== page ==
Evaluation of a filtration/dispersion method for enumeration of particle-associated escherichia coli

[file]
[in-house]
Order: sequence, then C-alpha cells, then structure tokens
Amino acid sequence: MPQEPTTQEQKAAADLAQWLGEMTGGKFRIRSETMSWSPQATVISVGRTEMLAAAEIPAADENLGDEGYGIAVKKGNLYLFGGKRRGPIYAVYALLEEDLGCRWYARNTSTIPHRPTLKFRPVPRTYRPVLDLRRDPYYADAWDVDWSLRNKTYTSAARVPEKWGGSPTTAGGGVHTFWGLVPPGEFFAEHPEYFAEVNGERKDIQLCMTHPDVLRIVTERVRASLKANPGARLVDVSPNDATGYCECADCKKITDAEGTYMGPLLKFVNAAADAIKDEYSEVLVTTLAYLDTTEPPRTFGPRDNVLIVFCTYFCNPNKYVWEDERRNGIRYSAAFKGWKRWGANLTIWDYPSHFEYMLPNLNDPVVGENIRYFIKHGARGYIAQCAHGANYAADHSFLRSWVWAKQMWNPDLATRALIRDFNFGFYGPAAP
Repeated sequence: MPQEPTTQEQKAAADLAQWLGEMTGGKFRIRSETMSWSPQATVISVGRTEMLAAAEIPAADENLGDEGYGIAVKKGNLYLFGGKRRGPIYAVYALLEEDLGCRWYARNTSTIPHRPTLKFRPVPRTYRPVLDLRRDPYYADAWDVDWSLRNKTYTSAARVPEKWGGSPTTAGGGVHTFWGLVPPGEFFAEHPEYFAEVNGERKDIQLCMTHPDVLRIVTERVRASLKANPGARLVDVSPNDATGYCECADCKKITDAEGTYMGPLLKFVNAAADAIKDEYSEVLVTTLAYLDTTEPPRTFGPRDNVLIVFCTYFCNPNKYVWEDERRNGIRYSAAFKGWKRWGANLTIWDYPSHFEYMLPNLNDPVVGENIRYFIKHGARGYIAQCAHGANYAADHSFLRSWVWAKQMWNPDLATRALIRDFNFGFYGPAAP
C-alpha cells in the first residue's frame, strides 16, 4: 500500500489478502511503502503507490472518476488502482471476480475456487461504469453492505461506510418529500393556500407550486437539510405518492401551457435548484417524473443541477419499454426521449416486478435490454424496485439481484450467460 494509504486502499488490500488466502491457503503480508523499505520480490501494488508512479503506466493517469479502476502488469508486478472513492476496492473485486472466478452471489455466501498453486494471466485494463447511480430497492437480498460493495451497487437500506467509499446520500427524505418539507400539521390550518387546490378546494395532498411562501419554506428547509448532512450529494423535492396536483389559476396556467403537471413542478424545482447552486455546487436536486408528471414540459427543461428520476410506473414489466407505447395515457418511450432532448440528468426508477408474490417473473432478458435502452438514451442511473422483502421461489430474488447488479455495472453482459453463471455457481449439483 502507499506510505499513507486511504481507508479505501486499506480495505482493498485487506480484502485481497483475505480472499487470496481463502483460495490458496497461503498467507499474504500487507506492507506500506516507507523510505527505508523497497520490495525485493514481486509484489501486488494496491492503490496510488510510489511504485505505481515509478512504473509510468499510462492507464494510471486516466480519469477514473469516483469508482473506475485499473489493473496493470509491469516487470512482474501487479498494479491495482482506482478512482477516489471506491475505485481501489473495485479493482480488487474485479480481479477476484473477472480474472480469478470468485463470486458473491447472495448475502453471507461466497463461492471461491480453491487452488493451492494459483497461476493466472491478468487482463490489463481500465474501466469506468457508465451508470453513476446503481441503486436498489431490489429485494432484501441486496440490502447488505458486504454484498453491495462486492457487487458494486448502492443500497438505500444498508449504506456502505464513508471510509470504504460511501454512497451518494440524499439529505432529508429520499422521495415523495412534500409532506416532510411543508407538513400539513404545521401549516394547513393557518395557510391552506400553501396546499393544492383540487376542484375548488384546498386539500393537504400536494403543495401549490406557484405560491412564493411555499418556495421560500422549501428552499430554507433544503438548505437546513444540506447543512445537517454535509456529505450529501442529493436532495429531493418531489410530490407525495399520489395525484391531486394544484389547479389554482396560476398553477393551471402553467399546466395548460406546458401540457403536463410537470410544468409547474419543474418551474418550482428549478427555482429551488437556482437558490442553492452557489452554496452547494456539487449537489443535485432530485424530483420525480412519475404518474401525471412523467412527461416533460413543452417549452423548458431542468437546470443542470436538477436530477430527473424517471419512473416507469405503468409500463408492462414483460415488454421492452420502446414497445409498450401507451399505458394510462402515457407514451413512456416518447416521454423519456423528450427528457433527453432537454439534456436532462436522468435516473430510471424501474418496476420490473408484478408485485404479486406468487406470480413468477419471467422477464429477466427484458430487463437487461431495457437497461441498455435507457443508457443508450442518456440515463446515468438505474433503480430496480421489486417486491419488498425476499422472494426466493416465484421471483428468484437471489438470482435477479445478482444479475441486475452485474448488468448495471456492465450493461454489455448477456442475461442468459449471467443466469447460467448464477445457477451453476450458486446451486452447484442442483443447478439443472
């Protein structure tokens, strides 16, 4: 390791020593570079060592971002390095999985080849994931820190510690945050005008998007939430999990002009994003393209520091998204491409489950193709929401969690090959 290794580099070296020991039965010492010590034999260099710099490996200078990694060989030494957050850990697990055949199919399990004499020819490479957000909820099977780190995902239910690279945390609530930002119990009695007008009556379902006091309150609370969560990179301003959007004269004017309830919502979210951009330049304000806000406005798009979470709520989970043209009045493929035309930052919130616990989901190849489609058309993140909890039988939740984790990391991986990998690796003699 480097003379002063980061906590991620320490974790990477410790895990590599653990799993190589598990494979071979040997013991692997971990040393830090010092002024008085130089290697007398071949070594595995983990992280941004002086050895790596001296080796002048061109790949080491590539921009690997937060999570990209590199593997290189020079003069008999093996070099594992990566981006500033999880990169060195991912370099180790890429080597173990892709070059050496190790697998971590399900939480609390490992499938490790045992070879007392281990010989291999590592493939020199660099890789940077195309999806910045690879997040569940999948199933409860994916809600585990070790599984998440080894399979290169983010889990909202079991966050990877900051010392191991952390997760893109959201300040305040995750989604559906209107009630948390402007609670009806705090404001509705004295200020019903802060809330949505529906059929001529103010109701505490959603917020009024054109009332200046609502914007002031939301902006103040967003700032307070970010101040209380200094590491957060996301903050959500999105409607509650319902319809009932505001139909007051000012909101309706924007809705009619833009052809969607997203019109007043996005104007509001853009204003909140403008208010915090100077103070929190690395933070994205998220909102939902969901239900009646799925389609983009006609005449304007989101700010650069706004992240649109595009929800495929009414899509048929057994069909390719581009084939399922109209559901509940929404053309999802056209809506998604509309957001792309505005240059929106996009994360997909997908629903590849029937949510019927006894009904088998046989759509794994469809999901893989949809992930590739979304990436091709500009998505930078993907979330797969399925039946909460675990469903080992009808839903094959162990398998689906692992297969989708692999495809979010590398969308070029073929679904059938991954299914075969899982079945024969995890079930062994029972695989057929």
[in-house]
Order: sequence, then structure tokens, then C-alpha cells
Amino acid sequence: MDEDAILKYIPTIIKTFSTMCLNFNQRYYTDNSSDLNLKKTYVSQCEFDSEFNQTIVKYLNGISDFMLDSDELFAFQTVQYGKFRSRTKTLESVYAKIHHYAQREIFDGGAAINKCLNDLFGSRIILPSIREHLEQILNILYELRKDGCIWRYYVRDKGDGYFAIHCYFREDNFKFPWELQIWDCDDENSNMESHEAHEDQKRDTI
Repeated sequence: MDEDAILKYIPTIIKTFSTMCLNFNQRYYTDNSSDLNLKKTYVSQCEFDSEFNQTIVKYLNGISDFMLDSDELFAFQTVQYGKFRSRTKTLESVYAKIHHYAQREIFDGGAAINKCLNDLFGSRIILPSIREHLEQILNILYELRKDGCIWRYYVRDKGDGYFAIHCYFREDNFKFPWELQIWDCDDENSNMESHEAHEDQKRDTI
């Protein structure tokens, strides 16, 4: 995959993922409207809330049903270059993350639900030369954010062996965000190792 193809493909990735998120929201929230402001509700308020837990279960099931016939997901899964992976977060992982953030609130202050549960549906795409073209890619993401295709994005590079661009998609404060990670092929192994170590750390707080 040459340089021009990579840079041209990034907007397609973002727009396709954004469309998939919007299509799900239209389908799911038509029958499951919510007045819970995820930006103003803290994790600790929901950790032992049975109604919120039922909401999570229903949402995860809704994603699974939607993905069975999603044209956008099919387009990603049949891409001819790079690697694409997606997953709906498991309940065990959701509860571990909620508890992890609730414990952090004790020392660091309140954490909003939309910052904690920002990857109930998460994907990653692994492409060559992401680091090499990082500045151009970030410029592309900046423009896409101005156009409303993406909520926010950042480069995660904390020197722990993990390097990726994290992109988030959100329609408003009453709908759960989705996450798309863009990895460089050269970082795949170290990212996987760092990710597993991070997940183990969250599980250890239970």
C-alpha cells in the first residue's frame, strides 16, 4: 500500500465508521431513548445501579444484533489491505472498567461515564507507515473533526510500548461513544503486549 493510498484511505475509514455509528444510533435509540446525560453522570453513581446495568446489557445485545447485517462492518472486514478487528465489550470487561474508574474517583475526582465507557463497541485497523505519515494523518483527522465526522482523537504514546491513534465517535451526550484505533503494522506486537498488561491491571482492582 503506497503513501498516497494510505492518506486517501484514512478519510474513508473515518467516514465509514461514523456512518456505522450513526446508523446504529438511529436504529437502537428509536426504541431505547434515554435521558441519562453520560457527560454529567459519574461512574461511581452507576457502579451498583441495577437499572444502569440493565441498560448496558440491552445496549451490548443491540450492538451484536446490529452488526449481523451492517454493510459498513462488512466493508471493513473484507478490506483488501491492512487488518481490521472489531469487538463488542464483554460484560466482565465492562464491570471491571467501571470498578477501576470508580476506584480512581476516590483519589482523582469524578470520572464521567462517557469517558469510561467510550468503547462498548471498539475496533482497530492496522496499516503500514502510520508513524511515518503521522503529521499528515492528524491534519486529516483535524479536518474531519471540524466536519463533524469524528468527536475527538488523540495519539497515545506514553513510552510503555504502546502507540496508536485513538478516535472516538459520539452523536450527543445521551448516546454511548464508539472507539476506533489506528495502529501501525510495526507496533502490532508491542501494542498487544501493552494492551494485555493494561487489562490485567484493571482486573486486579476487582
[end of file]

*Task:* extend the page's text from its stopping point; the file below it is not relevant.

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Received for publication January 18, 2007. The transport processes of microorganisms in storm-generated flows have not been clearly elucidated, limiting the ability of computational models to effectively design and evaluate watershed remediation plans. Although several studies have identified association with particulates as a critical factor in predicting microbial transport and fate, no generally accepted method exists for the identification of the planktonic and particle-associated fractions of microorganisms in water samples. In this study, a filtration/dispersion method proposed for quantification of these fractions was verified using laboratory-composed samples of bovine Escherichia coli and sterile topsoil. A statistical experimental design allowed quantification of potential sources of experimental error (e.g., filter retention, die-off), although no significant sources of methodological error were identified. On average, 78% of E. coli cells were particle associated after 1 h of contact time. Further application of the method was illustrated by an isotherm experiment examining the association of a bovine strain of E. coli with sterile topsoil. Further examination of this method in laboratory or field-based studies of microbial partitioning between the planktonic and particulate phases in surface runoff appears justified.

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